Regular application of flea and tick preventives, as recommended by your veterinarian, will help to prevent Bartonella infection.




Peanut Butter Dog Treats

For this recipe, I recommend using cute cookie cutters in all kinds of shapes and sizes.



2 cups whole wheat flour

1 tablespoon baking powder

1 cup peanut butter ( chunky or smooth)

1 cup milk



Preheat your oven to 375*.

Mix the dry ingredients together and set aside. Mix the peanut butter and milk together. Combine the wet and dry ingredients.

Roll out the dough to about 1/4 inch thick and don’t forget to flour your counter. Cut out your shapes, reforming and rolling the dough as needed to use all of the dough.

Bake for 10-11 minutes and allow to cool completely before storing or giving to your dogs. We don’t want any burned tongues!


This is a perfect excuse to turn the oven on during a cold, dreary winter day! You can make some for your pooch or for the dogs of friends. Check with your local shelters to see if they’ll take homemade treats and take a few goodie bags out to them, too!

Keeping Pets Safe in the Winter


Frostbite Prevention

Remove ice and snow from your pets paws and coat as often as you can while you’re outside and again when you come in. Frostbitten skin may turn reddish, white, or gray and may get scaly or slough off. If you think your pet has frostbite, take her to a warm place immediately. Apply warm (not hot!), moist towels to the affected area (changing frequently) until the area becomes flushed. Call your veterinarian as soon as possible as they will probably want to evaluate the extent of the damage and determine the seriousness of the condition.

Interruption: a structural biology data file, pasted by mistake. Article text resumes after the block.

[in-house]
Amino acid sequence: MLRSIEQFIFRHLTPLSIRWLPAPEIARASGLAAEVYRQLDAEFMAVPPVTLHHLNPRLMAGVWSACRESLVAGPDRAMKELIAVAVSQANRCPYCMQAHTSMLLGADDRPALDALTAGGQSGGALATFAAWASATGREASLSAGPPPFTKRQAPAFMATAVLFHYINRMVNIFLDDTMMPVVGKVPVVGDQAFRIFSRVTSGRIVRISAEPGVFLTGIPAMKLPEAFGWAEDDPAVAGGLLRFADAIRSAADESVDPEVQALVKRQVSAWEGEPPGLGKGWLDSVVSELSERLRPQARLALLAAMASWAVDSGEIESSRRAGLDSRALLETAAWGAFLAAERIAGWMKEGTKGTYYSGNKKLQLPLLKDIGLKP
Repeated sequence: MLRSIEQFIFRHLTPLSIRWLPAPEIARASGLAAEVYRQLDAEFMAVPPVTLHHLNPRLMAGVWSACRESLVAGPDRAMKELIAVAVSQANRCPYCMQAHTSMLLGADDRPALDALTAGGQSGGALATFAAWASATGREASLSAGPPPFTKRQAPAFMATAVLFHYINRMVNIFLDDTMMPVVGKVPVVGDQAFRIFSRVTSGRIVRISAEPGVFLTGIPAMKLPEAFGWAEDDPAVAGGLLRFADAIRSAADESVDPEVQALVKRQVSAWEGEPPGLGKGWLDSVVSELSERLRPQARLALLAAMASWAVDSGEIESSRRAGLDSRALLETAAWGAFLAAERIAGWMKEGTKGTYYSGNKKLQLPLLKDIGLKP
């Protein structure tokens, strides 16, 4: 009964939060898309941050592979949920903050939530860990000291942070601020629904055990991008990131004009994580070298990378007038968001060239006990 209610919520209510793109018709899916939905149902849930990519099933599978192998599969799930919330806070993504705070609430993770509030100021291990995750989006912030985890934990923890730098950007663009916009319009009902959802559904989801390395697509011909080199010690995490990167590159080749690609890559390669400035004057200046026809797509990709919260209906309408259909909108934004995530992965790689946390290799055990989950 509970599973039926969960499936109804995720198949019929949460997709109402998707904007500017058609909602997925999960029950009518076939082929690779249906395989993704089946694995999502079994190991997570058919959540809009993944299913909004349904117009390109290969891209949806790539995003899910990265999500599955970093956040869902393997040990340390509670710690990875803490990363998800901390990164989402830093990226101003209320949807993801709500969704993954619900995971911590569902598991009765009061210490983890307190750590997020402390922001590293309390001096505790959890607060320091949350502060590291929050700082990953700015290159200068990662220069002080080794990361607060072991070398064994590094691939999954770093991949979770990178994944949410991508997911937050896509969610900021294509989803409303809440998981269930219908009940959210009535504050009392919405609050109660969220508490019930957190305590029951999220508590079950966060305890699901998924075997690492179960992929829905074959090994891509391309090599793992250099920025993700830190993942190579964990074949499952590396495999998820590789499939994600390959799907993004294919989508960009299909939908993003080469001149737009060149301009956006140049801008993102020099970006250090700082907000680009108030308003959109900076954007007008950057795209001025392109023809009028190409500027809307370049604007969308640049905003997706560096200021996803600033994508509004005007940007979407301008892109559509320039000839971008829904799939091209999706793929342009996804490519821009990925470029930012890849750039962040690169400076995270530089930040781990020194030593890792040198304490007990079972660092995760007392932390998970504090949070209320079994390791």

Snow/Ice Removal Salt

Some substances used to melt ice and snow have low to moderate toxicity for your pet. Read the labels and take the necessary precautions. Make sure you remove salt from your pet’s paws immediately to prevent ingestion. If possible, buy pet ‘friendly’ salt, but I would still advise removing that from your pet’s feet, as well.


Even a single lick of antifreeze can be deadly for your pet. ALL antifreeze products on the market are toxic. Thoroughly clean up spills immediately and keep containers closed tightly and away from pets. If you think your pet has ingested antifreeze, contact your veterinarian immediately.

Outdoor Pets

Housing: Make sure your outdoor pet has a warm, insulated shelter. It should be elevated somewhat to prevent moisture accumulation inside. If possible provide a door of some kind, maybe canvas, to keep out winter winds. If your pet is in a pen, you can stretch canvas over the top of it and provide protection from winds using bales of straw. If the wind chill or winds become severe, bring your pet inside!

Cats, in particular, will sometimes climb onto vehicle engines for warmth. Before starting your vehicle, knock on the hood and honk the horn. Even if your own outdoor cat doesn’t do this, a neighbor’s cat might. Better safe than sorry.

Food and Water: Staying warm in the winter requires extra calories, so feed your pet accordingly when the temperatures drop. Talk to your veterinarian for her/his specific advice for your pet and increasing food. Always make sure your pet has access to fresh, clean water. Check it frequently and replace it as it may freeze if it gets cold enough. Water bowls that plug in and keep water from freezing are an excellent investment.


Following these tips will help keep your pets safe and warm during the blustery winter season!